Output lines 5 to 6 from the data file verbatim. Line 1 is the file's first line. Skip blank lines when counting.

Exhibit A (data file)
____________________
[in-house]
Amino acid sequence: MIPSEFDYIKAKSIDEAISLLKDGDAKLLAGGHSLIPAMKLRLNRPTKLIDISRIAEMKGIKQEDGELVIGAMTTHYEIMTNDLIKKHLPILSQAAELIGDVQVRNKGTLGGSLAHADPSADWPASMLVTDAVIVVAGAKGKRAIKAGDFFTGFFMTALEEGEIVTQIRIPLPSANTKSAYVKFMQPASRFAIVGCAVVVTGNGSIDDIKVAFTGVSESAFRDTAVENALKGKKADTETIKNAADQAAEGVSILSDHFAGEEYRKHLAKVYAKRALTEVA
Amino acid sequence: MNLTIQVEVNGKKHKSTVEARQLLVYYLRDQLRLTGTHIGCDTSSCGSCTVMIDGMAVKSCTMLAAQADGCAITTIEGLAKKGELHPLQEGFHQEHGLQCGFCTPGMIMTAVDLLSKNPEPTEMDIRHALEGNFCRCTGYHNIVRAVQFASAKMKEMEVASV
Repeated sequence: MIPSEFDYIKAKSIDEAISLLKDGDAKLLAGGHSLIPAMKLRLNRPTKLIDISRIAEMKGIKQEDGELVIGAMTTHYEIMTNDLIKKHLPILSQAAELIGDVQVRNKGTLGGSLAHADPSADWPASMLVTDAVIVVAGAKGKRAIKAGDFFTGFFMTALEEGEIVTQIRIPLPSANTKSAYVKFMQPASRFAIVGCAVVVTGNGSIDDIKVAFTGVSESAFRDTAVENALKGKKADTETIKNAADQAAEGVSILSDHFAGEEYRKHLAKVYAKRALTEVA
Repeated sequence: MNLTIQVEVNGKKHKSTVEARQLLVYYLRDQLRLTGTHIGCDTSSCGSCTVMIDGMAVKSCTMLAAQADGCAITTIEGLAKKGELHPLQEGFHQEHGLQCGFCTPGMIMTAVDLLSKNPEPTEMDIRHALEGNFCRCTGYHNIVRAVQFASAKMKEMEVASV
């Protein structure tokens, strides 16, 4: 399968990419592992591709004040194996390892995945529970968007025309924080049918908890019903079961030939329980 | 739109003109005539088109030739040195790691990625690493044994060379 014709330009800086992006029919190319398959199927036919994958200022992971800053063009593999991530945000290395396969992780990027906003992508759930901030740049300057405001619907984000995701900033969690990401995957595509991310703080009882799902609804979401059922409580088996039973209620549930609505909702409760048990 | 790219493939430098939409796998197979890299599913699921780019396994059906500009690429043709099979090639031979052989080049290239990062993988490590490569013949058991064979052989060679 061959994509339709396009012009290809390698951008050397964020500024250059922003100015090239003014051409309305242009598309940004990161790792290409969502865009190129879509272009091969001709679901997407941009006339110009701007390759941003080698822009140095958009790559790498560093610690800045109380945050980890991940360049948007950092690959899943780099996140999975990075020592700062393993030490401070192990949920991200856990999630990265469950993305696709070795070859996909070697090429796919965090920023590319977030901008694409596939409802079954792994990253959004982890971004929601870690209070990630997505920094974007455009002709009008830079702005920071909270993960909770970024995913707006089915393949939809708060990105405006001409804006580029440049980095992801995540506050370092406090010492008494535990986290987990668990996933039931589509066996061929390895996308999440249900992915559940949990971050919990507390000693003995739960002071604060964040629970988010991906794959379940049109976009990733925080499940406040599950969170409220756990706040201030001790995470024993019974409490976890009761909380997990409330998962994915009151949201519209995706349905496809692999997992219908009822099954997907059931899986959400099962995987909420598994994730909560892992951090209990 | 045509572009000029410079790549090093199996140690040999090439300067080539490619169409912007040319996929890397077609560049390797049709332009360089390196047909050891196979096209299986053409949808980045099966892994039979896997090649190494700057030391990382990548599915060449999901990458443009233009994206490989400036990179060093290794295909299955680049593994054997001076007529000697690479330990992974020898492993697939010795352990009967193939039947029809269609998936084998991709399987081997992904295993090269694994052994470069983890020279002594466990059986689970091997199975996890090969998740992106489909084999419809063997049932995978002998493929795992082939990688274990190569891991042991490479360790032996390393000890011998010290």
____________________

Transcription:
Repeated sequence: MNLTIQVEVNGKKHKSTVEARQLLVYYLRDQLRLTGTHIGCDTSSCGSCTVMIDGMAVKSCTMLAAQADGCAITTIEGLAKKGELHPLQEGFHQEHGLQCGFCTPGMIMTAVDLLSKNPEPTEMDIRHALEGNFCRCTGYHNIVRAVQFASAKMKEMEVASV
């Protein structure tokens, strides 16, 4: 399968990419592992591709004040194996390892995945529970968007025309924080049918908890019903079961030939329980 | 739109003109005539088109030739040195790691990625690493044994060379 014709330009800086992006029919190319398959199927036919994958200022992971800053063009593999991530945000290395396969992780990027906003992508759930901030740049300057405001619907984000995701900033969690990401995957595509991310703080009882799902609804979401059922409580088996039973209620549930609505909702409760048990 | 790219493939430098939409796998197979890299599913699921780019396994059906500009690429043709099979090639031979052989080049290239990062993988490590490569013949058991064979052989060679 061959994509339709396009012009290809390698951008050397964020500024250059922003100015090239003014051409309305242009598309940004990161790792290409969502865009190129879509272009091969001709679901997407941009006339110009701007390759941003080698822009140095958009790559790498560093610690800045109380945050980890991940360049948007950092690959899943780099996140999975990075020592700062393993030490401070192990949920991200856990999630990265469950993305696709070795070859996909070697090429796919965090920023590319977030901008694409596939409802079954792994990253959004982890971004929601870690209070990630997505920094974007455009002709009008830079702005920071909270993960909770970024995913707006089915393949939809708060990105405006001409804006580029440049980095992801995540506050370092406090010492008494535990986290987990668990996933039931589509066996061929390895996308999440249900992915559940949990971050919990507390000693003995739960002071604060964040629970988010991906794959379940049109976009990733925080499940406040599950969170409220756990706040201030001790995470024993019974409490976890009761909380997990409330998962994915009151949201519209995706349905496809692999997992219908009822099954997907059931899986959400099962995987909420598994994730909560892992951090209990 | 045509572009000029410079790549090093199996140690040999090439300067080539490619169409912007040319996929890397077609560049390797049709332009360089390196047909050891196979096209299986053409949808980045099966892994039979896997090649190494700057030391990382990548599915060449999901990458443009233009994206490989400036990179060093290794295909299955680049593994054997001076007529000697690479330990992974020898492993697939010795352990009967193939039947029809269609998936084998991709399987081997992904295993090269694994052994470069983890020279002594466990059986689970091997199975996890090969998740992106489909084999419809063997049932995978002998493929795992082939990688274990190569891991042991490479360790032996390393000890011998010290």